Perhaps it was the influence of heraldry images on livery in the UK. Or it may have been the Arthurian revival in fiction & non-fiction stories of the 19th century that made armor & weaponry a popular subject for Victorian buttons. The last button above depicts Jean La Hache, aka Jeanne Hachette, a French heroine who helped to defend the town of Beauvais in 1472. She took an ax to an invading soldier who had scaled the city walls & was joined in battle by other women to defend their town. In this scene she is poised to attack one man while another falls to his death. The city celebrates with a holiday in her honor every June.
Antique Victorian crane buttons made in Paris, France, on original card with blue metallic tint. The crane, stork, or heron are 3 similar looking birds with similar symbolism dating to ancient times. Fifteen species of crane inhabit five continents.
Greek & Roman myth described the dance of cranes as one of love, joy & a celebration of life. The crane was associated with the sun god Apollo & is a sign of Spring. In Japanese, Chinese & Korean culture, the cranes fabled lifespan of 1000 years has made it a symbol of longevity, immortality & happiness.
The Japanese Crane has a red crown & white body. It stands nearly 5ft tall, with a wingspan of more than 6ft & is considered one of the most magnificent. These large & powerful wings were believed to carry people to higher levels of spiritual enlightenment & souls to paradise. The Japanese refer to the crane as “the bird of happiness;” the Chinese as “heavenly crane,” believing it to be a symbol of wisdom.
I often wonder about the reasoning behind some design choices of button manufacturers in the 19th century. Some designs include everyday objects such as the corner of a lacy handkerchief, dice, horseshoes, buckles, bows, tassels, wreaths, fringed pillows, shells, medieval weaponry, umbrellas, plant containers, vases & more. The design on the large unused buttons of this card are a decorative box on a fancy lace doily.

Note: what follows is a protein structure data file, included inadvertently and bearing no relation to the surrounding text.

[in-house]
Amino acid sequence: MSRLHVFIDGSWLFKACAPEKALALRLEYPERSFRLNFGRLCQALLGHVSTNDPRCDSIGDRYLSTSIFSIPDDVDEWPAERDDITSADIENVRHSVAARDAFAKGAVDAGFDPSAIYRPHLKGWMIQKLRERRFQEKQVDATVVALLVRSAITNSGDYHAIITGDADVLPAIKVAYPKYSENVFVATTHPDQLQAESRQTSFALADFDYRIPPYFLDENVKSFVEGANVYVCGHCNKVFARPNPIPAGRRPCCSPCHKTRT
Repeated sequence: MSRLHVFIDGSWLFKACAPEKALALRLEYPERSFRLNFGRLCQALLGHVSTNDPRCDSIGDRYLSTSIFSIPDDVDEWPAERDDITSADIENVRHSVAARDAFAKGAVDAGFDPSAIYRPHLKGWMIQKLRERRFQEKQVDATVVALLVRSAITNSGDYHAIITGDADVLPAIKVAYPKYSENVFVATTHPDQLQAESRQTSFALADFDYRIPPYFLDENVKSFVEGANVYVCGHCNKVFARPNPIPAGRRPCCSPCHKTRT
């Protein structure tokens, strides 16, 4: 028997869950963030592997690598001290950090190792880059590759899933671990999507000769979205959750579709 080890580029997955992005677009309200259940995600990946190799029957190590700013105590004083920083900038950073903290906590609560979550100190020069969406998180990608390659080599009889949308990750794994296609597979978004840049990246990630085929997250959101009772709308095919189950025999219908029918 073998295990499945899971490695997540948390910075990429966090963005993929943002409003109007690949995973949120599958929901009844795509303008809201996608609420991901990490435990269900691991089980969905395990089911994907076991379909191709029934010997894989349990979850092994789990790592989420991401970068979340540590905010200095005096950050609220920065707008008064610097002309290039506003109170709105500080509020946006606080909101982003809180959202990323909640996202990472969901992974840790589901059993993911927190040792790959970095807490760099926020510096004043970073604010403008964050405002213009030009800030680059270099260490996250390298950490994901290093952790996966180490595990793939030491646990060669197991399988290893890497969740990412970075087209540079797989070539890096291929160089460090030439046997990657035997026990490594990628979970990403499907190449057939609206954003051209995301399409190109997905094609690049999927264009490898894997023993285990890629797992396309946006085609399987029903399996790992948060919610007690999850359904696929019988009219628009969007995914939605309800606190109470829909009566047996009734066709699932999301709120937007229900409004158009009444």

A bit too plain for jewelry, these lovely silk buttons are perfect for costuming & re-enactors. The 2 cards at the top have a subtle stripe, while the set at the bottom has a braided center. The braided buttons are in a hard setting, most likely vegetable ivory. All have padded backs to sew through. Because these buttons would be more permanently attached by being sewn on, they were probably made for garments that weren't laundered as often such as coats & vests.
Another great haul of buttons still on their original cards. or just barely still on the card as is the case in the last photo. Top buttons are much more detailed than I'd originally noticed & have an early Art Nouveau floral design over a green background. Gray buttons have a tiny butterfly in the design. bottom card of twinkle buttons with tinting.
Full cards of unused antique Victorian & Edwardian buttons; a great way to motivate me to create more jewelry.
Victorian twinkle buttons, that have a reflective inner layer that is meant to provide additional shine & brilliance; unused on their original cards.
For some reason I've happened upon lots of extremely nice cards of Parisian buttons lately. I purchased many and lusted after others. After what I've spent on buttons just in January, I fully expected these to be way out of my price range. They have many of the qualities that many collectors look for. Full card of Paris buttons? Check. Cardboard card still intact? Check. Near mint? Check. Pink? (always a popular & highly sought after color) Check. Bird design? (also very popular) Check!
I live for this! Fresh, new, old stock antique buttons that are still on the card. Never used, many of these still have their original vibrant tint and need little or no cleaning. I've been lucky enough to find a button seller that has many different types of antique buttons in sets.
Marked on the backs of the cards is the price for these 100 years ago, most sold for .07-.20 cents a piece. With so many different cards & types of buttons, I'm starting to feel like a haberdasher.